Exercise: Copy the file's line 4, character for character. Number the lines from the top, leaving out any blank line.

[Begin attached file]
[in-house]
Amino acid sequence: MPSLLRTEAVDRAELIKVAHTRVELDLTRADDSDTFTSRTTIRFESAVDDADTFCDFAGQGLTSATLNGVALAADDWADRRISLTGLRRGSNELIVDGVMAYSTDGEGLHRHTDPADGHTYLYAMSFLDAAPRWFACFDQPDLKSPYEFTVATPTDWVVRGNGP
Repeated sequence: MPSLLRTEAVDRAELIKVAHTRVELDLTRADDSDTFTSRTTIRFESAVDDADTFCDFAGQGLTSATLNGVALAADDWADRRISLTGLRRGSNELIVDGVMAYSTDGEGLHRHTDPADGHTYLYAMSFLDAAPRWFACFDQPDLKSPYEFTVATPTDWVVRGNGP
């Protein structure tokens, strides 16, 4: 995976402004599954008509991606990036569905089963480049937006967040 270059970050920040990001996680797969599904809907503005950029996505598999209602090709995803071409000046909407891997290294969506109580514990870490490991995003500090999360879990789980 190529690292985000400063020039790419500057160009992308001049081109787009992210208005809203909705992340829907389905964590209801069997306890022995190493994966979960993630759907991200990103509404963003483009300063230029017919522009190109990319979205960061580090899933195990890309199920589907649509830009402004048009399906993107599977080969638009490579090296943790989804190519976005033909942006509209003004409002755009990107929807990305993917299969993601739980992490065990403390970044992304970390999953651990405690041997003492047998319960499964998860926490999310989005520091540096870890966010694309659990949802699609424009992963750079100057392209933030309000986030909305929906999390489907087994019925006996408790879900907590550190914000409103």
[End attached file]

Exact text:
């Protein structure tokens, strides 16, 4: 995976402004599954008509991606990036569905089963480049937006967040 270059970050920040990001996680797969599904809907503005950029996505598999209602090709995803071409000046909407891997290294969506109580514990870490490991995003500090999360879990789980 190529690292985000400063020039790419500057160009992308001049081109787009992210208005809203909705992340829907389905964590209801069997306890022995190493994966979960993630759907991200990103509404963003483009300063230029017919522009190109990319979205960061580090899933195990890309199920589907649509830009402004048009399906993107599977080969638009490579090296943790989804190519976005033909942006509209003004409002755009990107929807990305993917299969993601739980992490065990403390970044992304970390999953651990405690041997003492047998319960499964998860926490999310989005520091540096870890966010694309659990949802699609424009992963750079100057392209933030309000986030909305929906999390489907087994019925006996408790879900907590550190914000409103």